As some…perhaps most…of you know, I’m retiring from my day job in a couple weeks. There is no one reason, but a big one is so I can pursue my dream of writing full time and becoming a published novelist. It’s not going to be easy. I have no illusions about that. It will take long hours of discipline and a hard shell when it comes to criticism and revision requests. But I have a wonderful example of how it’s done in a good friend, Tina Susedik, a/k/a Anita Kidesu. Tina/Anita has written numerous books ranging from children’s to historical nonfiction to romantic mystery to erotic romance for several different publishers. She’s currently developing a radio show, Your Book Garden, to be aired on Authors on the Air Global Radio.
Warning: I’m now going to shamelessly plug her two most recent publications. The first one I’ve finished reading, and the second I’m currently reading and find very hard to put down.
“The Trail to Love” is book 4 in the Soul Mate Tree novella series and Tina’s first historical romance. Jack Billabard, grieving over the death of his wife and newborn son, and Sarah Nichelson, a young mother looking to start a new life with her son after the death of her abusive husband, meet while heading west on the Oregon Trail. The question throughout is whether or not they can overcome the many dangers that surround them, as well as their own fears, and accept the love that grows steadily between them. The novella length makes this book, along with the others in the Soul Mate Tree series, the perfect read when you don’t have a lot of time or patience to commit. At only about 150 pages you can, and will want to, read this in one sitting.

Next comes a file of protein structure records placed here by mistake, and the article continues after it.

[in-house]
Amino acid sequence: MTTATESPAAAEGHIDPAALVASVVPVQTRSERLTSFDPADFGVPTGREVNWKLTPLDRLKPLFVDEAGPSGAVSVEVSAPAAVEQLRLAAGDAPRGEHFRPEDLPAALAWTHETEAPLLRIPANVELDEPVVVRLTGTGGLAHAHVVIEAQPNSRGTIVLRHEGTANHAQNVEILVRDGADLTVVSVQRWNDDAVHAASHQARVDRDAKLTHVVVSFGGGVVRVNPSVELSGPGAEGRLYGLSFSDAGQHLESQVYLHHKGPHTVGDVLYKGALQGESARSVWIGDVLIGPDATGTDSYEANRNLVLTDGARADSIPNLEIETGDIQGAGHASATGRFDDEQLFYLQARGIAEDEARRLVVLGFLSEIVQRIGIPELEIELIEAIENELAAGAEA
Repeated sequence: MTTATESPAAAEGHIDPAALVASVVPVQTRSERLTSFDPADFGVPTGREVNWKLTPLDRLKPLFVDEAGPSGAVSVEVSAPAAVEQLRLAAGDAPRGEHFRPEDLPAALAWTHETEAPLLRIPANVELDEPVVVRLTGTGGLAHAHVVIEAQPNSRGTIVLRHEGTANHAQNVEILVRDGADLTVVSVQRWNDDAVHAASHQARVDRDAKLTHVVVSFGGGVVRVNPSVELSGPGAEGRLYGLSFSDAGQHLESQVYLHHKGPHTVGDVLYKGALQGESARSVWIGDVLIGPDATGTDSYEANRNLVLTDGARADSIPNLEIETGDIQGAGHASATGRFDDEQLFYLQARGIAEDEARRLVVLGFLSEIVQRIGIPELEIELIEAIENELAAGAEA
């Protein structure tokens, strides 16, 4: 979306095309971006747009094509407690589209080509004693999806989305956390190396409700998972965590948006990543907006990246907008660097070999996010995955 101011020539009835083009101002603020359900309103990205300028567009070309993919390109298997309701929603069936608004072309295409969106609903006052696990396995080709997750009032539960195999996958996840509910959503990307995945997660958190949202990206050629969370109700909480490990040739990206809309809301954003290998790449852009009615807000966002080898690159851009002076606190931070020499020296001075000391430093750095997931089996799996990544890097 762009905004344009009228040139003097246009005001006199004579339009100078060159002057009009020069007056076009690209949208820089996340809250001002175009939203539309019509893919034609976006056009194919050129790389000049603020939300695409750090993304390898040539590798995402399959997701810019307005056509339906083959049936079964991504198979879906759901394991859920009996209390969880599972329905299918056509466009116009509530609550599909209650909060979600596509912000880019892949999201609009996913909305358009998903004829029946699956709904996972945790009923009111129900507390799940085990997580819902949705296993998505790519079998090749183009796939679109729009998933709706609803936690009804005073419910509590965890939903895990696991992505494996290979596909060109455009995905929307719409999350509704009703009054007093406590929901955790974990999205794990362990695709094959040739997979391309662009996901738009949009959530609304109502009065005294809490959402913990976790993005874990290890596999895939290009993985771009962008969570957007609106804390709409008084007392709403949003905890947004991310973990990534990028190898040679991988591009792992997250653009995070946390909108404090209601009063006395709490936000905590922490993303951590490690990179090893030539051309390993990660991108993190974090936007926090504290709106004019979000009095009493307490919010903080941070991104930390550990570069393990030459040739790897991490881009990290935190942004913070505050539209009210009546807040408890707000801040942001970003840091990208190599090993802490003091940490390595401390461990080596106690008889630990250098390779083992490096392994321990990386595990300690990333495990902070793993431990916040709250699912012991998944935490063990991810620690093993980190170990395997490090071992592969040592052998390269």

“A Photograph Of Love” is part of the Hell Yeah! Series on Kindle Worlds. I haven’t finished this book yet, but only because of my very busy schedule. In fact, I’d rather be reading it right now instead of trying to write this blog. It starts with one of the best opening scenes I’ve ever read. An opening scene that can teach even the most accomplished writer how to pull their reader into the story and never let them go. Let’s just say it includes a beautiful amateur photographer named Trudy Selucas who, while trying to modestly answer the call of nature in the wide-open Texas countryside, has a very precarious, and embarrassing, run-in with a rattlesnake which ends with her needing to be rescued by the very handsome cowboy, Lincoln Phister. I don’t want to say anymore and potentially ruin it for you. I highly suggest you read it yourself. I laughed out loud, and not for the first time with one of Tina’s books.
I’ll remember Tina whenever I find myself thinking: “I can’t do this!” “It’s impossible!” “What do they expect? There just aren’t enough hours in the day!” And in the meantime, I will also continue to read her books. She never fails to show me just how it’s done.
Tina isn’t my only idol, though, but more on the others another time.